1. Artichokes. Avocados. Kiwis.
Or any other food that was very pricy when you were a kid and a rare, rare treat, so that even if its cost has gone down and its appeal is less compared with the contemporary luxury food items (like salted organic caramels that cost as much as a year of college) you still think of it as a luxurious splurge, bought only for the most special celebrations.
He was your childhood goldfish. He died or was given away or maybe just got prematurely flushed by Dad when he looked a little puckish and down at fin. No other goldfish will have the same sway on your affections.
3. A romantic comedy from Aaron Sorkin.
Which he will never, ever make.
4. The backyard pool.
Anybody else always assumed they'd grow up and have a backyard pool? With a twisty slide? And a trampoline?
5. "Walking around" money
, the kind that the grandparents, beloved uncles and even sometimes bosses slip to you for no reason in particular with the understanding that you will spend it on something you would normally not allow yourself (because you don't need it and the economy is bad and you're trying to save more), such as a ritzy, cool Swiss watercolor set and two brushes. Despite the fact that you don't know how to paint.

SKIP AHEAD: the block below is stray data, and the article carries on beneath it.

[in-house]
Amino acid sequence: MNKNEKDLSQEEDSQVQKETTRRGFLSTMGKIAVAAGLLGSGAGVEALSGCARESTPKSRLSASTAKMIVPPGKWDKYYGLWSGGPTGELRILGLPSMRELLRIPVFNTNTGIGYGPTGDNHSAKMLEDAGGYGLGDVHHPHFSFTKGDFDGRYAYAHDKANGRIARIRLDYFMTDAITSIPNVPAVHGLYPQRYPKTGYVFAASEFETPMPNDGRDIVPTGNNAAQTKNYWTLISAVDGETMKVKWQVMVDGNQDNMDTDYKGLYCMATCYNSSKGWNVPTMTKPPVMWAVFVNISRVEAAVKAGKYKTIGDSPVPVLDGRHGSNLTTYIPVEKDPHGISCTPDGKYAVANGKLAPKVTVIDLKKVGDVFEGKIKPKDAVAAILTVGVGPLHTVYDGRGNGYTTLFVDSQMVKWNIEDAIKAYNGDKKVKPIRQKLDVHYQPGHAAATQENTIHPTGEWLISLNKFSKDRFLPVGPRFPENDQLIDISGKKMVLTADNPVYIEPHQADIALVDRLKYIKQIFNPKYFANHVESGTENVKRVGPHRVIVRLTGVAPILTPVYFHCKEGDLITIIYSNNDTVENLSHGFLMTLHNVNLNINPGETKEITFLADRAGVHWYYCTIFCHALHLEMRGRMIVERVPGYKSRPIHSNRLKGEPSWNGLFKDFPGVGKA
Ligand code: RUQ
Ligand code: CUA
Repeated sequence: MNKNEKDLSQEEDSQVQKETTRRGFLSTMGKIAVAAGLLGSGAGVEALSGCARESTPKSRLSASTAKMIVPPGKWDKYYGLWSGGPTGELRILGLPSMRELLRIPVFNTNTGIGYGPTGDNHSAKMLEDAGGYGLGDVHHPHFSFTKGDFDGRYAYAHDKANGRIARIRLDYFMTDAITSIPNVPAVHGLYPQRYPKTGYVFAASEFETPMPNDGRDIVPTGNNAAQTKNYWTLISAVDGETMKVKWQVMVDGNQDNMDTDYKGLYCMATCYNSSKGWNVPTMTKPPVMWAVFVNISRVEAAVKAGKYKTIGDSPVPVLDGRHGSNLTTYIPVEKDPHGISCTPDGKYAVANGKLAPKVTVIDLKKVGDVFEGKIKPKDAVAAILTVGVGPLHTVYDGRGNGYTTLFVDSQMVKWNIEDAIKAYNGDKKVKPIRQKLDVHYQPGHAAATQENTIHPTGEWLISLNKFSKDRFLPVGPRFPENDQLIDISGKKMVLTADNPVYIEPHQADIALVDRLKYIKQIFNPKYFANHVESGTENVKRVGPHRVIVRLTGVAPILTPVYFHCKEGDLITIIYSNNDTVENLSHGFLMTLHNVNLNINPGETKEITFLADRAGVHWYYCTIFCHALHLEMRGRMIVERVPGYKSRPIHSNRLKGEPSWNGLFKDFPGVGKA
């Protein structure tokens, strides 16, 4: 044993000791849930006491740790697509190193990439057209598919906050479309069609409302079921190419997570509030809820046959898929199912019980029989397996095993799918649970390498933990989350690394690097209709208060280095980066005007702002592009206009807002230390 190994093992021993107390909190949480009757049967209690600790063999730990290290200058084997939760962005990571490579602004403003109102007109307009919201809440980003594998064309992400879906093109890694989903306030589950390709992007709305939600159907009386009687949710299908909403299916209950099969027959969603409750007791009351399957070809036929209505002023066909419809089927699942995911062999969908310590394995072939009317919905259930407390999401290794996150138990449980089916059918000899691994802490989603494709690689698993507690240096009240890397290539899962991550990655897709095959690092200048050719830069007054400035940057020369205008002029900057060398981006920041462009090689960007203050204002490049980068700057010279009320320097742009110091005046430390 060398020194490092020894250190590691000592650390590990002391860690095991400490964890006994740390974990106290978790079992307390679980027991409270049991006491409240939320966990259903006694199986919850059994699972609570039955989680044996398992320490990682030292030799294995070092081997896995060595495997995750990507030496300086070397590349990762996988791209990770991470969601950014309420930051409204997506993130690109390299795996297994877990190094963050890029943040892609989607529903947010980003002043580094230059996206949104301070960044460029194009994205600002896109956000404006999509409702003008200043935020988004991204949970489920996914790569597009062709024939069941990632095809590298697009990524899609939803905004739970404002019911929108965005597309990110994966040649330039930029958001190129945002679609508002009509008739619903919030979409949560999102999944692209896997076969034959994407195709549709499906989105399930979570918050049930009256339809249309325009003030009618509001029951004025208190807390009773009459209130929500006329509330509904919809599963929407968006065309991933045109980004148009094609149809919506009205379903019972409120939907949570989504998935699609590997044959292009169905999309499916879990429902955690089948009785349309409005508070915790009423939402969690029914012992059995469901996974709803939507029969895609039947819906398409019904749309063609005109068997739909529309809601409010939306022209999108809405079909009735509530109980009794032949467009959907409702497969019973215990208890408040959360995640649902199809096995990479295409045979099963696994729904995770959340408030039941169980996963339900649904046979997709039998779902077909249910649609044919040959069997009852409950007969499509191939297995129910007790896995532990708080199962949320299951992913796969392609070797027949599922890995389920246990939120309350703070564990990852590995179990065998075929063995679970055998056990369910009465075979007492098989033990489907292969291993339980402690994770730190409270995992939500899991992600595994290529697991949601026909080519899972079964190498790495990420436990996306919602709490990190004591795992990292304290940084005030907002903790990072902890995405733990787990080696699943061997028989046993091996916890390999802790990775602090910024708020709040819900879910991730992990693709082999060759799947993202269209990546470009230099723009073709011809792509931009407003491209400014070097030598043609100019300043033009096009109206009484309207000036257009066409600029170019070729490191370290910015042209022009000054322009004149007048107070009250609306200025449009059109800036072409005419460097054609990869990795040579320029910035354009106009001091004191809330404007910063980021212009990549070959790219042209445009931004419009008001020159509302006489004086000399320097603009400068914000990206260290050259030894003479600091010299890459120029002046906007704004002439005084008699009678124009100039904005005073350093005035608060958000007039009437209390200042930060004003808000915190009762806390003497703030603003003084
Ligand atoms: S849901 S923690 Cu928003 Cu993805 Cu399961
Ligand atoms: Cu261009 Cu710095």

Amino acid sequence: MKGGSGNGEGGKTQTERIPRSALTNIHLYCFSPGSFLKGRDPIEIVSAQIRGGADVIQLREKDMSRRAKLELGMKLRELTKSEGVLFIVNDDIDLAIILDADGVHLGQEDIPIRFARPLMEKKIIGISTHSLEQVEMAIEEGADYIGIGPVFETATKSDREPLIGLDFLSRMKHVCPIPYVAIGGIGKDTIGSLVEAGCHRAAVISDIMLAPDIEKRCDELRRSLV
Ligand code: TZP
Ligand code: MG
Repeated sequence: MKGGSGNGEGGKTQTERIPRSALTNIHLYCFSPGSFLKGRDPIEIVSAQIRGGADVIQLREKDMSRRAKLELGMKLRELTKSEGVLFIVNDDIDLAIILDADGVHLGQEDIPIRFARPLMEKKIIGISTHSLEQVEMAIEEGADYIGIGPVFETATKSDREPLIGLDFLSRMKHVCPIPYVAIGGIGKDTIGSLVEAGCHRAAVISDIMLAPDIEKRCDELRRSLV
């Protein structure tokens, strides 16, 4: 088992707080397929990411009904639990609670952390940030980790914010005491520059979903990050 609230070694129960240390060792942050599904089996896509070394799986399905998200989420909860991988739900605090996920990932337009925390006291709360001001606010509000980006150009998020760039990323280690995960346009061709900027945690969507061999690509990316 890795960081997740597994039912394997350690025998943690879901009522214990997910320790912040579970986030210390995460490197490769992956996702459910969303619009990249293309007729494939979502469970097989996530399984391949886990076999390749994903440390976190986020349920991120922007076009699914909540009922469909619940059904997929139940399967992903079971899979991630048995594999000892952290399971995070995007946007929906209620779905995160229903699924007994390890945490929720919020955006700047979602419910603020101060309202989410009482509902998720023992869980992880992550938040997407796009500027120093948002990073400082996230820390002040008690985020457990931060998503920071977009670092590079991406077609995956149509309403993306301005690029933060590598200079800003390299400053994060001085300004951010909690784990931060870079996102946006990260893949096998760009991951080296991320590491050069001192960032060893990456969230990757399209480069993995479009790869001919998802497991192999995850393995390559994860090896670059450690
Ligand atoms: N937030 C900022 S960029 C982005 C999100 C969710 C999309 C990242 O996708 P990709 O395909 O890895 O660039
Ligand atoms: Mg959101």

6. A cold compress from Mom.
An old, ragged, wet washcloth placed gently on your forehead doesn't cure the flu. But it sure makes you feel a whole lot better, especially on day three of a 103-degree fever, when you're convinced that nobody anywhere ever cares at all and you're going to spend the rest of your short, pointless existence sweating in a dark room. Luckily, you can pick up the phone and moan creepy, doglike, plaintive sounds into the receiver. Your mother will know it's you.
7. The thank you.
From the person for whom you broke your back and part of your soul—but that never came. Which is an experience that forces you—horribly—to confront your motivations about giving.
8. Candy canes.
9. Candy corn.
10. Candy apples (but only at carnivals).
Next: Magic pills, tacky cards, and 9 more things we all really hope for